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If you ever managed a linux server, chances are you logged into it with Secure Shell. SSH is a vital service to manage hosts remotely. There are ways to secure this by using strong passwords and bruteforce prevention. SSH can use public/private keys to login without a password. Keys are a convenient and secure way of connecting to and SSH server. Two-factor adds to that security. Personally, I use keys to login to my server, but when I'm not using keys it passes over to password & a time-based code.

A Quick Introduction to Two-Factor Authentication

Two-factor authentication provides and additional means of identifying a user when logging into a service. It is becoming evident that just a username & password is not enough.

Two factor would be:
what you know
what you have
what you are
-Pick two-
ex.   "what you know" (like a password) and "what you have" (like your phone).

Two-factor is generally a password and a time-dependant code. There are others, like push messages, phone calls, asymmetric keys+push (twitter),

Two-factor is gaining popularity among web services. A few years ago you had to acquire a dongle that generated a time-based code. Now with smartphones, there are free apps to accomplish this.

Depending on the security settings, some services require you type in a code everytime you try to login or only when logging in from a new device.

Two-factor is not an end all solution to security. You should still use strong passwords. Two-factor does leave room for man-in-the-middle or man-in-the-browser attacks. Also your phone could be compromised and your two-factor could be hijacked.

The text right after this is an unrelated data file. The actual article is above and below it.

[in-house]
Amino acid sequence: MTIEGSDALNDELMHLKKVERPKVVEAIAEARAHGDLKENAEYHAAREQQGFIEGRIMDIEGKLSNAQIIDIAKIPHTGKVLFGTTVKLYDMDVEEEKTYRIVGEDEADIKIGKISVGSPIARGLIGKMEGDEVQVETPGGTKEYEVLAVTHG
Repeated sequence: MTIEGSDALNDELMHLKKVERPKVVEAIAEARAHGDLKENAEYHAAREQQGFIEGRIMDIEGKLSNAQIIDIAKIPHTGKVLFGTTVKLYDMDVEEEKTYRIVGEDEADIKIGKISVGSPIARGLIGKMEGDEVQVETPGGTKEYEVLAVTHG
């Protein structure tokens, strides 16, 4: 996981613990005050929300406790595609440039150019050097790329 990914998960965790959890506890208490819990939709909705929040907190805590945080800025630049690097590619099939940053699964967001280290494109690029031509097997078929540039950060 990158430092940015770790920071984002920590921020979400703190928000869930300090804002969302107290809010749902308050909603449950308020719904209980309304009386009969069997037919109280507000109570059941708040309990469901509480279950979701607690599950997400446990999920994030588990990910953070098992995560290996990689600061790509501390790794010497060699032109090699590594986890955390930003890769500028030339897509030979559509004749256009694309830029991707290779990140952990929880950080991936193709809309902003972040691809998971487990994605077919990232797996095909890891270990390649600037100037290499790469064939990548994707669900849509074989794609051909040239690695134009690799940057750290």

How to Enable Two-Factor on SSH

sudo apt-get install libpam-google-authenticator
yaourt google-authenticator-libpam-git
source from:

Now run "google-authenticator" as the user you want to generate a key for.

It even gives you a url for a nice QR code to scan.

Add the code to your smartphone using the Google Authenticator app

Next you have to setup Google Authenticator for SSH logins. 

Open the /etc/pam.d/sshd file on your system 
sudo nano /etc/pam.d/sshd and add the following line to the file:
auth required
Open the /etc/ssh/sshd_config file, go to the ChallengeResponseAuthentication line, and change it to:
ChallengeResponseAuthentication yes
(If the ChallengeResponseAuthentication line doesn’t exist, add it.)
Restart the SSH server, these commands depend on your distribution:
sudo service ssh restart
systemctl restart sshd

It should work now!

Backup your Google Authenticator

Google Authenticator is a great app. A QR code is generated, you scan it with your phone, then it's added to your google auth app.

To backup google auth:
cp /data/data/ /sdcard
(This location may vary. But it's in the general area)

Then use sqlite to pull the data. Or cat the file.
sqlite3 ./databases
sqlite> select * from accounts;